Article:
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If there is one invariable “rule” of financial and retirement planning of which most Canadians are aware, it is the unquestioned wisdom of making regular contributions to a registered retirement savings plan (RRSP). And it is true that for several decades the RRSP was only tax-sheltered savings and investment vehicle available to most individual Canadians.
Eleven years ago, however, that reality changed with the introduction of Tax-Free Savings Accounts (TFSAs). Since then, taxpayers have had a choice of which savings and investment vehicle better meets their short term and long term financial objectives, and this is the time of year when most Canadians make that choice.
It should be said that there’s nothing wrong, and a lot right, with making the maximum allowable contribution to both one’s TFSA and one’s RRSP every year. However, doing both assumes the availability of a level of discretionary income that just isn’t the financial reality in which most Canadians live and plan. In addition, there are circumstances in which making a contribution to one type of plan or the other is clearly the better choice, and sometimes the only choice. Some of those circumstances are as follows.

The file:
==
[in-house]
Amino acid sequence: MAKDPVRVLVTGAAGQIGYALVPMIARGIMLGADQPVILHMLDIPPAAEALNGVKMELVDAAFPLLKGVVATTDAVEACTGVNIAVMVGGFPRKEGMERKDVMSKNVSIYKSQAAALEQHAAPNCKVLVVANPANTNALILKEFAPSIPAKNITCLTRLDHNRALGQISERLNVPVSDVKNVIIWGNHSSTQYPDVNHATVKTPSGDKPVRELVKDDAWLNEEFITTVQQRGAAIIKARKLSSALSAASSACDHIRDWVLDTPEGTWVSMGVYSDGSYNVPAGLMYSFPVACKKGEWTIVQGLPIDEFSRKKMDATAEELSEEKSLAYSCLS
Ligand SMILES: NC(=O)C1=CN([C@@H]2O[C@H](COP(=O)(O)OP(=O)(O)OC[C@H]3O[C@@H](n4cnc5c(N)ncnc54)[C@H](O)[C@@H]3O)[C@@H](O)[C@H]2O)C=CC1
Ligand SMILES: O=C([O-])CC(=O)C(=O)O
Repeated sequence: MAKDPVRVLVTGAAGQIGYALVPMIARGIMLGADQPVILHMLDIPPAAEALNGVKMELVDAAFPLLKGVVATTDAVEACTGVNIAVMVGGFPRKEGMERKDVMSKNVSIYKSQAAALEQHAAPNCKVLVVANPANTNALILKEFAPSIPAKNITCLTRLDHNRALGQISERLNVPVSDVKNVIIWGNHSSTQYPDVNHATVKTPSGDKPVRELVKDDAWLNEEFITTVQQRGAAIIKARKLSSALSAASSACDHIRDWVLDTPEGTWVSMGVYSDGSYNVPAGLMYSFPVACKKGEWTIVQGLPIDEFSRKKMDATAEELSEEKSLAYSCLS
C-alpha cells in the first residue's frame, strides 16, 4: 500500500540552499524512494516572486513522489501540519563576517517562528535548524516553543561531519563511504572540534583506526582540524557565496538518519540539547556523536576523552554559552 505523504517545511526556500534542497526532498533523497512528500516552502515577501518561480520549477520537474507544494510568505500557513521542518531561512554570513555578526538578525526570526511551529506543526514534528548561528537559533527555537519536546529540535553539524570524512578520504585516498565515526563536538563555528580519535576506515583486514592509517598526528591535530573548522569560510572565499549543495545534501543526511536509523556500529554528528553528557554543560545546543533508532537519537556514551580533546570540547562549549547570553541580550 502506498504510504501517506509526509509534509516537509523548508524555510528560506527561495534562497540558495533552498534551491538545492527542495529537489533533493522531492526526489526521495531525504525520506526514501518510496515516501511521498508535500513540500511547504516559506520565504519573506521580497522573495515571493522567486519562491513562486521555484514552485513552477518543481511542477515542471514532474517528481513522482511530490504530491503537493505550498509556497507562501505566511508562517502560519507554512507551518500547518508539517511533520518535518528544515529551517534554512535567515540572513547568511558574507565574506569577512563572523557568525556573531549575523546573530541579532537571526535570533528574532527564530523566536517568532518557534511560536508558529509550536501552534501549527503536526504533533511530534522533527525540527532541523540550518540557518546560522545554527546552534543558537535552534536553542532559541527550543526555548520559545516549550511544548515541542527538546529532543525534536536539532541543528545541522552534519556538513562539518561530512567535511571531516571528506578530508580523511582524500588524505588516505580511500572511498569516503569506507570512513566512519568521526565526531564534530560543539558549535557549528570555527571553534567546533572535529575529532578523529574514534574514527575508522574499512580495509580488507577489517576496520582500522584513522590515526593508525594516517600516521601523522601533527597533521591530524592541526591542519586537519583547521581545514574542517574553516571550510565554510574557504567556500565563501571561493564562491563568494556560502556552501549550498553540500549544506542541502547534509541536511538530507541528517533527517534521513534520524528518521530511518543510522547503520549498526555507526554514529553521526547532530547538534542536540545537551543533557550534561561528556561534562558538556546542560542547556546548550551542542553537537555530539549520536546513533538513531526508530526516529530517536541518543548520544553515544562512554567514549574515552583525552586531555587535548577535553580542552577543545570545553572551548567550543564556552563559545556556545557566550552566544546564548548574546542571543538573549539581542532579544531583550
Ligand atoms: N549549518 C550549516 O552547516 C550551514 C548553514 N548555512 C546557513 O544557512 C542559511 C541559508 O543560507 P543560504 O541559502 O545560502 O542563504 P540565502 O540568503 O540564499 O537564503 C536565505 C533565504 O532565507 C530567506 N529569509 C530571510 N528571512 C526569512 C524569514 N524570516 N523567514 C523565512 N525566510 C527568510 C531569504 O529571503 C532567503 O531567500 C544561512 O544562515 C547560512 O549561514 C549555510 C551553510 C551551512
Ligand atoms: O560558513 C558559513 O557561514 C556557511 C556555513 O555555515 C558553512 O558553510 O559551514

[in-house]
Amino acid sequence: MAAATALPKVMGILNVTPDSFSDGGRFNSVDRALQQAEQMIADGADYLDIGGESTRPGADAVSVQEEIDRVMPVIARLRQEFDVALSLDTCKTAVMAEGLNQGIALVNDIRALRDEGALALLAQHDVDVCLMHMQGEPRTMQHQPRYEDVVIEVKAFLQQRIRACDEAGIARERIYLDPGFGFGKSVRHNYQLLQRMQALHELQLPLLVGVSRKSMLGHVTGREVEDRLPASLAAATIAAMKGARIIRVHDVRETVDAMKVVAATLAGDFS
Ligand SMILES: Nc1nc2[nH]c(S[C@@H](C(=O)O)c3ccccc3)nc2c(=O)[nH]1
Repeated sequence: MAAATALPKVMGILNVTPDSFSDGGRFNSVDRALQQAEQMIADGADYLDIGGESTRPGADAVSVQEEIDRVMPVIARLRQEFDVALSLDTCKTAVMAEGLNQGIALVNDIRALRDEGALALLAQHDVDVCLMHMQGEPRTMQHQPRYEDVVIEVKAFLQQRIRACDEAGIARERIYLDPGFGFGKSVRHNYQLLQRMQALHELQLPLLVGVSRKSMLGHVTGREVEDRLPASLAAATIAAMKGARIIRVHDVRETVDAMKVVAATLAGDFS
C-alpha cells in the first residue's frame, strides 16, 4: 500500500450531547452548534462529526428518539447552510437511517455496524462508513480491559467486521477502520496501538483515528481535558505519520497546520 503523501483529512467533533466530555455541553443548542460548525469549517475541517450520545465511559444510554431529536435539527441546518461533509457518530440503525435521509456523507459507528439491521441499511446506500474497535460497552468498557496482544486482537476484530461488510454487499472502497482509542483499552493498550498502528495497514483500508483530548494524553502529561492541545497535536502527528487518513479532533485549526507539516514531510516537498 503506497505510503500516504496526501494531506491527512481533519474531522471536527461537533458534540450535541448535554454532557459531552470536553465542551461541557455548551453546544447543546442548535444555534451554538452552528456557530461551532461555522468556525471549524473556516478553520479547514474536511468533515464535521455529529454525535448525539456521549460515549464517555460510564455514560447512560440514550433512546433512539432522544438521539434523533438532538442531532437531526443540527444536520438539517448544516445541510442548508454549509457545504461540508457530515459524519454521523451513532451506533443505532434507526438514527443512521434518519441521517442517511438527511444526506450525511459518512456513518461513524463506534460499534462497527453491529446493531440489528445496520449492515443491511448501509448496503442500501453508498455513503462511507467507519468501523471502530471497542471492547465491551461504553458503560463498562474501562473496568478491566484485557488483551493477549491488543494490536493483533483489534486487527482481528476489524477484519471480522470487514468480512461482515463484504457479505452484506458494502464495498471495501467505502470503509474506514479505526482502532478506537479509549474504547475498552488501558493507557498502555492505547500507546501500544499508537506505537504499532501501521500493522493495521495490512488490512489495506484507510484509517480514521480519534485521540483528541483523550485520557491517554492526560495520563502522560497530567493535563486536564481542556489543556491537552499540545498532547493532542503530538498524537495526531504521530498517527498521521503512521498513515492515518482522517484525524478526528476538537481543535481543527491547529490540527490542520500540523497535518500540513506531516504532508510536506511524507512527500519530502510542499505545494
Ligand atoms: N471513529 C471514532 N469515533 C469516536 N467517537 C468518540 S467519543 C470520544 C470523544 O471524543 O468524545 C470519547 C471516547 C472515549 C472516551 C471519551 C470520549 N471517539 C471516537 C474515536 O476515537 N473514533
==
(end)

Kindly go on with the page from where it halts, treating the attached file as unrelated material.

At the other end of the age spectrum, younger Canadians whose savings goals are likely more short-term are usually better off saving through a TFSA.
The greatest tax benefit of contributing to an RRSP is realized when contributions are made when income (and therefore tax payable) is high, and the intention is to withdraw those funds when both income and the rate of tax payable on that income is lower. Where that’s not the case, saving through a TFSA can make more sense, as in the following situations.
The information presented is only of a general nature, may omit many details and special rules, is current only as of its published date, and accordingly cannot be regarded as legal or tax advice. Please contact our office for more information on this subject and how it pertains to your specific tax or financial situation.